grated zest of half a lemon

3 tbsp chopped chives

about 660g of shortcrust pastry

1 free range egg, lightly beaten

375g puff pastry

salt and pepper

Method

  • Put the chicken in a large pot with the carrot, celery, half an onion, the garlic bulb, 2 tarragon sprigs and a little salt.
  • Add enough water to almost cover the chicken. Cover the pan, bring to a simmer and cook gently for 45 mins until the chicken is cooked through. Remove chicken from the pot.
  • Strain the chicken stock into a pan, discard all the vegetables but keep the garlic
  • Boil stock until reduced by half. Take the skin off the chicken and wolf those muthas down between two slices of bread discard
  • Tear the meat to shreds
  • Chop the rest of the onions, melt the butter in a pan and add the onions. Then add the leeks and cook until softened. Pour in the cider then simmer until reduced by half.
  • Stir in the flour, cook for a few seconds, then add 400ml of the chicken stock, then the cream and lemon zest.
  • Bring to a simmer, adding more stock if needed. Chop the remaining tarragon and add to the sauce then remove from the heat.
  • Squeeze in the garlic bulb flesh, stir in the chives and that sweet, sweet chicken. Season and leave to cool.

    All that chicken-y goodness works well as a broth if you're not in the mood for a pie. But you should always be in the mood for a pie.

    This works well as a broth if you’re not in the mood for a pie. But you should always be in the mood for a pie.

  • Preheat the oven to 180C/350F/gas mark 4.
  • Roll out the shortcrust pastry and use it to line a large ovenproof dish. Fill the pastry with the chicken mixture and brush the edges with beaten egg.
  • Roll out the puff pastry and use this to cover the pie, trim off any excess pastry and press the edges of the pastry together to seal.
  • Make a couple of small holes in the top to let out steam.
  • Leave to stand for 10 minutes then bake for 30 minutes until golden brown.
  • Take it out of the oven and take a moment to quietly reflect and shed a tear because the world will never realise your genius.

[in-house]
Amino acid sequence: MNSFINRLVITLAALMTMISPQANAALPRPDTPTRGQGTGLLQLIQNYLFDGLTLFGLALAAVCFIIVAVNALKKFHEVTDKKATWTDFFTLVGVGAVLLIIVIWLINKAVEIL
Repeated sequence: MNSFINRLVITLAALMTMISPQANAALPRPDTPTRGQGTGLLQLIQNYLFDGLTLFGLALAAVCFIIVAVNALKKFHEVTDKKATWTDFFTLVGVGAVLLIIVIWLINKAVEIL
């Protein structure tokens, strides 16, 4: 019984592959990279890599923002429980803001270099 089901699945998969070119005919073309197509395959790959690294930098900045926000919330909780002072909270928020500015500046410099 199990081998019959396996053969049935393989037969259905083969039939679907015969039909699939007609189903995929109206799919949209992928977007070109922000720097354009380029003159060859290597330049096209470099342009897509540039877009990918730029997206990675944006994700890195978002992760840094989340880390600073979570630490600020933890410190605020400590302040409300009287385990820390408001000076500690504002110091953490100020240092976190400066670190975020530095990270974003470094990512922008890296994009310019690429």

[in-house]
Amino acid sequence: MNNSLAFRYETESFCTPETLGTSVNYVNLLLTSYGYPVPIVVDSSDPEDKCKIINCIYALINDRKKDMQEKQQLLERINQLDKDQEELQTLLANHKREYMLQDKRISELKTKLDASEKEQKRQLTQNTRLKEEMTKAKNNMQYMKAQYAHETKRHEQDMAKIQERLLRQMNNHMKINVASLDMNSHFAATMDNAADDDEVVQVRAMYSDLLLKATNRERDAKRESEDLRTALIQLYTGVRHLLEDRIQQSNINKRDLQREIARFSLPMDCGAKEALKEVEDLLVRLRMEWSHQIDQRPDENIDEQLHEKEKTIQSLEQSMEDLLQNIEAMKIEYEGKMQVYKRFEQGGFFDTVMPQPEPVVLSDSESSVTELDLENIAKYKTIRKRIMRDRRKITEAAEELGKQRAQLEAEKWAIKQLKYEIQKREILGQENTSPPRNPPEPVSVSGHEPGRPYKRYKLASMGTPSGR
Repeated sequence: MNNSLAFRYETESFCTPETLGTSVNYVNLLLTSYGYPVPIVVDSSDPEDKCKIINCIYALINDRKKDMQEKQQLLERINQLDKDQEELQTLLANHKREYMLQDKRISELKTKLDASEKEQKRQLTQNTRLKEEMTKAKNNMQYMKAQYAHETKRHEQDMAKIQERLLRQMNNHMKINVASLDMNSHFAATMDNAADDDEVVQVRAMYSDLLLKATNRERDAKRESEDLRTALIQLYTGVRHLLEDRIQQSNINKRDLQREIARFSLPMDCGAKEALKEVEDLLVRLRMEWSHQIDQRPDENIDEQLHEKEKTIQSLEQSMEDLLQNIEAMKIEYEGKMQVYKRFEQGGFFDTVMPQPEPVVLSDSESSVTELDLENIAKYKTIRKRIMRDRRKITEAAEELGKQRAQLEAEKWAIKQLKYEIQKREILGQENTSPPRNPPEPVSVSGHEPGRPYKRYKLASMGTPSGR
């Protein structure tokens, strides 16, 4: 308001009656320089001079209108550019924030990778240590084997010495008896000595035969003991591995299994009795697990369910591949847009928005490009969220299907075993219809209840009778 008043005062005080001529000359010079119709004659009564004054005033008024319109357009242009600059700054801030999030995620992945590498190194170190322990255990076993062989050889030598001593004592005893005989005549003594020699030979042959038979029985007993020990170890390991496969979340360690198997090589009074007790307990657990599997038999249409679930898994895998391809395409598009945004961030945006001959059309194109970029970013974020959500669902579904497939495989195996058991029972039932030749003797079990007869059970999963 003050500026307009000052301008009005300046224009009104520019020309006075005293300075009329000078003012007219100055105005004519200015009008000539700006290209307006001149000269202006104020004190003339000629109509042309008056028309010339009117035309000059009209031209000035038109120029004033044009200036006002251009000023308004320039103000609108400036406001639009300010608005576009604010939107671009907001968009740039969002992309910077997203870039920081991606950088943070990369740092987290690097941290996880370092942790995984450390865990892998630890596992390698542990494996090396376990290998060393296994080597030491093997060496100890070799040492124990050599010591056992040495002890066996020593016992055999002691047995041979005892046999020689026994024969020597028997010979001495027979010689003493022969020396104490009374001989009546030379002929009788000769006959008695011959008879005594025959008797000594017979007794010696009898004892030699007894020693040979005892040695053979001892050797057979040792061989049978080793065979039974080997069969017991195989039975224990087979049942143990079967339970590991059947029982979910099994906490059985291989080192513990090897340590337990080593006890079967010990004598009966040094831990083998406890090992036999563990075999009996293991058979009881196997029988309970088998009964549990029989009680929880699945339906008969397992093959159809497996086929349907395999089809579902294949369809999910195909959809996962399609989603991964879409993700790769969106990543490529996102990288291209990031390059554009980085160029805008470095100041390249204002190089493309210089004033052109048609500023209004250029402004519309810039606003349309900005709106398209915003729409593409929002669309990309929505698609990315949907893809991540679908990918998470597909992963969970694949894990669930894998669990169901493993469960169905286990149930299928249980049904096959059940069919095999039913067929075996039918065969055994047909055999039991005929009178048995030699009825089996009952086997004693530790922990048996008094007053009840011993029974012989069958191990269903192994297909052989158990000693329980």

• Eat that sucka with roast potatoes.

 

@thatmissdeen x

Natasha (Black Widow) Romanoff’s Journey from ‘Iron Man 2’ to ‘Captain America: The Winter Soldier’

Natasha Romanoff has an interesting journey in the Marvel films, not least that her character arc moves through different films with different protagonists. As the only female Marvel superhero (at this point) she sits in the ground between “pleasing” fanboys and being a strong character in her own right. The success of this in the films can be argued, just as her costumes can, but her existence is something we should be happy about. As a starting point.

(Mild spoilers for all three films.)

Iron Man 2

Costumes designed by Mary Zophre

IM2 4

The first time we see Natasha Romanoff she is called Natalie Rushman and is applying to take over from Pepper Potts as Tony Stark’s personal assistant. She is dressed competently with elegance but not overstated. Her clothing isn’t threatening but still maintains an air of sex appeal – to gain the attention of noted womaniser Tony. The use of monochromatic colours also works to make her blend in with the background. An ideal situation for a spy.

IM2 6

Now that “Natalie” is in Tony’s employ her costumes become much more fitted, colourful and sexy. She is doing all she can to fit in with his world. She is fulfilling his idea of the perfect personal assistant – she needs him to keep her around and to confide in her. (The dress looks like a combination of a few Roland Mouret designs.)

IM2 5

This dress is in a much more sober colour but still has the fitted look of the earlier dress. This dress fits more with the Pepper Potts personal assistant role – is she changing her cover to become more like Pepper because that’s who Tony trusts implicitly? (The dress looks very similar to Black Halo’s Jackie O dress.)

IM2 3 IM2 2

This party dress (Dolce & Gabbana) is much more in tone with the earlier coral dress. She is fitting in with the party crowd but still able to stand out. The second photo shows a scene cut from the film where Natalie is more openly and obviously flirting with Tony. This dress plays into that perfectly. She may be his personal assistant but she is also still a guest at his birthday party.

IM2 1

Then we have the reveal of the worst kept secret – Natalie Rushmore is Natasha Romanoff who is Black Widow. A spy working for Nick Fury in S.H.I.E.L.D. This is the first iteration of the iconic catsuit. It’s very fitted (as you would expect) and the piped seams are there to draw your eyes down the whole of the suit. Add this to the low zipped neckline. Any ways that could be used to sex up a skintight catsuit without being too overt have been used here. It still works as a functional outfit but you wouldn’t exactly see this costume on a male spy/agent.

IM2 7

IM2 8

Although “Natalie”‘s cover is blown with Tony she is now employed as Pepper’s assistant. Her costume now takes on a more sombre tone that is more fitting for Pepper and less seductive. Her role is to observe and protect Pepper and she is more likely to be kept on by being competent at her job than by looking sexy. The dresses still fit with Natalie’s overall look but they’ve been adjusted for the scenario. The perfect spy.

The Avengers

Costumes designed by Alexandra Byrne